Bat Boy Review - Screenshot 1 of 5
Captured on Nintendo Switch (Handheld/Undocked)

There’s something refreshing about playing a Mega Man-like action platformer in 2023. Instead of expansive open worlds to explore, you get a handful of themed stages to leap through. There’s no deep narrative or lore to invest in, yet the colourful cast of bad guys and allies draws you in all the same with their fun designs. Catchy chiptune scores get stuck in your head instead of epic orchestral arrangements. All of the above is true of Sonzai Game’s sports-themed Bat Boy; if you’ve played an action platformer before, you know what you’re in for, and that ain’t a bad thing.

Bat Boy’s opening cinematic introduces you to Ryosuke and his hero team of eight sporty friends, including his tennis-playing love interest Racket Girl and the macho (American) football player Mr. Blitzer. Inexplicably, a little gremlin man named Lord Vicious and his bodyguard lure the Super Sports Friends into a trap, brainwashing them to join in his games in another dimension. Ryosuke, wielding his trusty bat, manages to swat away the brainwashing magic before it can infect him, so it’s up to him to seek out and beat the possession out of his buddies as the titular Bat Boy, gaining his friends’ abilities along the way that will help him in his quest. Also along for the ride is Garou, a talking crow that doles out information and one-liners.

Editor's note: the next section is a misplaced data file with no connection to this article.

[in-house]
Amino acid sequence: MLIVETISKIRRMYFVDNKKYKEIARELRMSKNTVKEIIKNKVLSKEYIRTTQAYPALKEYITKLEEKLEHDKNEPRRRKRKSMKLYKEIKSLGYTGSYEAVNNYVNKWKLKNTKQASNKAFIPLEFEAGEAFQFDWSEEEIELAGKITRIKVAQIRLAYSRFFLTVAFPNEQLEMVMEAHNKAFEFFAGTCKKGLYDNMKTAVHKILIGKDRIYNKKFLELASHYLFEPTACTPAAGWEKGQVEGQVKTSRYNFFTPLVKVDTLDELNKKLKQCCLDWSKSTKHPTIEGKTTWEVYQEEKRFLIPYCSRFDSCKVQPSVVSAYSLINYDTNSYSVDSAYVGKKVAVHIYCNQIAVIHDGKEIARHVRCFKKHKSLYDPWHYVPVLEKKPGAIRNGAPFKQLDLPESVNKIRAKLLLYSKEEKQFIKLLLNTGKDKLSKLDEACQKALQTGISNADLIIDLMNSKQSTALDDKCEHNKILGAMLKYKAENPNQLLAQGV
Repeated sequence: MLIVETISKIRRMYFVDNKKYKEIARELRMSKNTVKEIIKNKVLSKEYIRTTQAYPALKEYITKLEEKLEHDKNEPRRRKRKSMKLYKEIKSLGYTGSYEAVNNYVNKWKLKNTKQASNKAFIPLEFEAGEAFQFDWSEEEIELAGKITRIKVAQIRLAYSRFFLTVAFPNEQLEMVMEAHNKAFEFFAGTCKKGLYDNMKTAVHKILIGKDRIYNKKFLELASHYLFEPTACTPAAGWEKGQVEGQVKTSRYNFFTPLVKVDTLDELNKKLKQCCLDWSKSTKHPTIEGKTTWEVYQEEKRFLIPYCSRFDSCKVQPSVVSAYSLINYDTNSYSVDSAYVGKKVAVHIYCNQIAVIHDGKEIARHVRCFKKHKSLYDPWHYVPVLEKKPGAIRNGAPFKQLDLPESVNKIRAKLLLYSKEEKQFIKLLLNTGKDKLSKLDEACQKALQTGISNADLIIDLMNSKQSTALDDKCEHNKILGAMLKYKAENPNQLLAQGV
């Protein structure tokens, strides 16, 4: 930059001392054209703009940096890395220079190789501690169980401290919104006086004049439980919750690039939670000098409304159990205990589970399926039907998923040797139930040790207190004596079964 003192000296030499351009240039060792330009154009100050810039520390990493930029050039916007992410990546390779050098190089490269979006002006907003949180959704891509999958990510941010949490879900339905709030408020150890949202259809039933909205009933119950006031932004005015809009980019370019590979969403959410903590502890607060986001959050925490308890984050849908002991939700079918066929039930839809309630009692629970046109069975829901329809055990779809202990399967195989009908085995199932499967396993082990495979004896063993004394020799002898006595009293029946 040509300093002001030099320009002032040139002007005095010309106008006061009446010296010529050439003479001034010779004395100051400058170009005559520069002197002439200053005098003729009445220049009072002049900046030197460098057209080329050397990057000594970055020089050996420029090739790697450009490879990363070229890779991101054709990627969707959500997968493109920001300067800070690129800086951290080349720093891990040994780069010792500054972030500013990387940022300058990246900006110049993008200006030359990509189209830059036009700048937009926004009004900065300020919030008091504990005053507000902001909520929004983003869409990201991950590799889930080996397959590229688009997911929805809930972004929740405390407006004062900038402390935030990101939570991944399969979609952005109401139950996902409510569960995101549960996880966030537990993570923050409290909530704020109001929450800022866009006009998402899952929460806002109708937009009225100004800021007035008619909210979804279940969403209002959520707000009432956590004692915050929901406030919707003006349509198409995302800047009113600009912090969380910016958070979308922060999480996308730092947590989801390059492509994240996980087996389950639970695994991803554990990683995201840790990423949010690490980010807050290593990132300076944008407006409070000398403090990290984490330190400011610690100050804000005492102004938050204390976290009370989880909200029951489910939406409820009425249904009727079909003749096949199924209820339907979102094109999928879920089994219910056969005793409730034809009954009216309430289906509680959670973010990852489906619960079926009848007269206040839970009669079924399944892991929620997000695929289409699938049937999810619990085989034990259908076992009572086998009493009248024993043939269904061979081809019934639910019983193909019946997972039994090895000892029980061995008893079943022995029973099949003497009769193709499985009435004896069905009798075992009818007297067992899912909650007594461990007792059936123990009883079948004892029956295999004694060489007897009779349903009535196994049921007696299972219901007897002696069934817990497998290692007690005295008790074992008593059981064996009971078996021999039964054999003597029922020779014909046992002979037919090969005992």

Bat Boy Review - Screenshot 2 of 5
Captured on Nintendo Switch (Handheld/Undocked)

To save his friends, Bat Boy tackles 12 vivid and uniquely themed stages, most of them vaguely linked to the sport of the boss at the end of the level. Aquaria, for instance, lords over a sunshine-filled beach stage, though Starlet Twirl resides in a vibrant jungle where we couldn’t really find a connection to her baton twirling. There’s a handful of other levels that include platforming challenges, optional fights, and your genre standard final level split into two sections. All of them had some pretty catchy music that we never grew tired of; in fact, we made sure to crank the music volume up in the settings.

Unlike Mega Man, Bat Boy doesn’t have an immediate way to shoot foes. Instead, he whacks them with his bat. His other primary means of both offence and defence is batting enemy projectiles back at them. Early on, he learns to throw his bat at opponents (we’re pretty sure that’s an illegal move in baseball), and later he tosses tennis balls, basketballs, and more. Much like how Shovel Knight can bounce off foes with his shovel, Bat Boy also garners airtime if he whacks an opponent in the air, creating a fluid movement system that requires precise timing yet feels fair and satisfying.

Bat Boy Review - Screenshot 3 of 5
Captured on Nintendo Switch (Docked)

While we enjoyed Bat Boy’s base moveset, we hardly used most of his friends’ abilities once we learned them. The Basketeer’s bouncing basketball attack, for instance, we forgot about, and we rarely found a use for Starlet Twirl’s Grappling Ribbon. On the other hand, Aquaria’s invincibility bubble saved us from striking out time and time again. These abilities share limited stamina, so we felt pressured into saving the uses to keep ourselves alive in the enemy-dense stages.